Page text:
namely serine -, cysteine -, aspartic acid -, and metallo-
proteases. In herbivorous insects, the most abundant
protein-degrading enzymes are the serine proteases [15].
It is therefore not surprising that serine PIs are widely
distributed in the plant kingdom [20,21]. One of the
best characterized classes of serine PIs are the Kunitz-
type trypsin inhibitors (KTIs; also Kunitz-type protease
inhibitors, KPI), of which some are also able to inhibit
cysteine proteases [2,6]. KTIs are relatively small pro-
teins with a mass of 20 to 25 kDa [39], with a β-trefoil
structure, consisting of a β-barrel and several loops, of
which one is binding to the active site of the target pro-
tease [42]. The biological activity of KTIs has been dem-
onstrated by using gut extracts in in vitro assays [16,29],
as well as monitoring the fitness of herbivores feeding
on KTI-enriched diets [2,6,22,25,26,30]. Since the
first description of a KTI in soybean [19,24], most sub-
sequent studies have also focused on KTIs from legume
species [16,17,22,30,36,43]. However, KTIs in trees
have gained more attention in past years. In species of
the genus Populus, several KTIs have been identified and
characterized [7,27,29,37,39], and some shown to be
inducible by mechanical wounding or insect herbivory
[2729,39]. For example, feeding by the forest tent cat-
erpillar, a generalist herbivore, increased KTI transcript
abundance locally and systemically in hybrid poplar
leaves [28]. In fact, genes encoding for KTIs belong to
the most up-regulated ones in systemic poplar leaves
upon mechanical wounding [9]. In a study by Philippe
et al. [39] it was shown that the transcriptional induction
triggered by wounding varies among the KTIs and in a
time-dependent manner. So far, most studies used
Malacosoma disstria, a generalist lepidopteran species,
to investigate herbivore-triggered KTI responses in pop-
lar [27,28,39]. To our knowledge, the specificity of pop-
lar KTI induction towards other herbivore species has
not yet been investigated.
Specificity of response to different herbivores may be
especially important for large, long-lived woody peren-
nials like trees, which encounter a vast diversity of herbi-
vores in their lifetimes. For example, it is well known
that plants react differently to leaf-chewing herbivores
than herbivores feeding on phloem-sap [13,23]. Specifi-
city of anti-herbivore defenses can also be observed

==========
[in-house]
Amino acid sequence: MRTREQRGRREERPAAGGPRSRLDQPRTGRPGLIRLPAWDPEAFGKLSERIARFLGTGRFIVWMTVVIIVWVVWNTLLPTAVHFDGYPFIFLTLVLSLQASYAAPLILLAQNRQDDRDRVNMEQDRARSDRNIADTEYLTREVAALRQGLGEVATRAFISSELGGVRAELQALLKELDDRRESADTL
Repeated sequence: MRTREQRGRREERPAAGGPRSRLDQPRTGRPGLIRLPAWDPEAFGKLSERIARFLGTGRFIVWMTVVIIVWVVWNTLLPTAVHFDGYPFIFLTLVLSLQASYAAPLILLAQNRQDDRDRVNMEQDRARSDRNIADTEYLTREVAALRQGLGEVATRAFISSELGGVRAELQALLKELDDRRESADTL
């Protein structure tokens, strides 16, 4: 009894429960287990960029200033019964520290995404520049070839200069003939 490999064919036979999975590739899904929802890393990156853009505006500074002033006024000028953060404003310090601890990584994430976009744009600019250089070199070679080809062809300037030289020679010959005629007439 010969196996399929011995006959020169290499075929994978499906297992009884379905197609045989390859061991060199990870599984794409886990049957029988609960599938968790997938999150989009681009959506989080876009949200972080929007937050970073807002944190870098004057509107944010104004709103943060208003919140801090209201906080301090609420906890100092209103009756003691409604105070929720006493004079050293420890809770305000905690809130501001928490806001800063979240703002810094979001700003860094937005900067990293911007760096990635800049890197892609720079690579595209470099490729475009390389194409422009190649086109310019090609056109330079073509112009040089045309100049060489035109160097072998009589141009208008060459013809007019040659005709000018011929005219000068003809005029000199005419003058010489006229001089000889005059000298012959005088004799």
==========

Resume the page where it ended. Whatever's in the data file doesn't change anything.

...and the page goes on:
within the same feeding guild, and even within the same
species depending on the insects developmental stage.
For example, early instar generalist caterpillars induced a
stronger defense reaction in black poplar leaves than late
instar caterpillars of the same species [31]. The under-
lying mechanism might be explained by HAMPs or
DAMPS (herbivore- or damage-associated molecular
patterns, respectively) that plants perceive when being
attacked [13]. These are influenced by the physical
attributes of herbivory, such as leaf area removal or the
timing of tissue damage, but also by chemical cues such
as salivary compounds of the herbivores [33]. All of
these traits can be herbivore species-specific and may
allow plants to distinguish among attackers and mount
adequate and effective defenses against specific herbi-
vores. In black poplar trees, such herbivore-specific reac-
tions could be shown for signaling molecules [14], as
well as chemical defense traits such as volatile emission
[14,31,47]. In a recent study by Fabisch et al. [14], total
PI activity against trypsin was more strongly induced by
beetle feeding than by caterpillar feeding on black poplar
leaves. However, to date, we do not know which specific
genes are responsible for the observed differences in PI
activity and whether or not transcription of PI-encoding
genes differs between beetle- and caterpillar-fed leaves.
In this study, we therefore tested the hypothesis that
different herbivore species induce KTI genes in a
species-specific manner. We identified 17 KTI genes
from a transcriptome of black poplar and generated full-
length cDNA sequences of the most up-regulated ones.
Gene expression patterns of these KTI genes as deter-
mined by qRT-PCR upon herbivory by three different
insect species (Fig. 1) show striking differences among
the species.
Methods
Plants and insects
Populus nigra L. (Salicaceae) trees were grown from cut-
tings obtained from trees in a common garden near Jena,
Germany. These trees were originally derived from a sin-
gle female genotype from a P. nigra population (species
identified by Sybille Unsicker based on morphological
features) located in Küstrin-Kietz, Germany (52°341N,
14°383E). Since cuttings for this study were taken from
trees in a common garden, no permission was necessary
for collecting plant material; a voucher specimen will be
deposited in spring 2021 in the Herbarium Haussknecht
(JE) in Jena, Germany. The cuttings were potted in 2 L
pots, grown in the greenhouse (18/20 °C, night/day, rela-
tive humidity 60%, natural light with 914 h photo-
period, supplemented light for 12 h) and transferred to a
climate chamber (18/20 °C, night/day; relative humidity
60%; photoperiod 16 h) 2 days before the onset of the ex-
periment. Trees were either grown for 4 months to ap-
proximately 0.5 m (Transcriptome samples) or grown to
a height of 1.6 m (approximately 6 months) and pruned
back to 0.8 m 4 weeks before treatment (Gene expression
samples).
Lymantria dispar L. (Erebidae, Lepidoptera) caterpil-
lars are generalist feeders with a broad host range, pref-
erably deciduous trees. L. dispar caterpillars were
hatched from eggs kindly provided by the US Depart-
ment of agriculture (USDA, Buzzards Bay, MA, USA)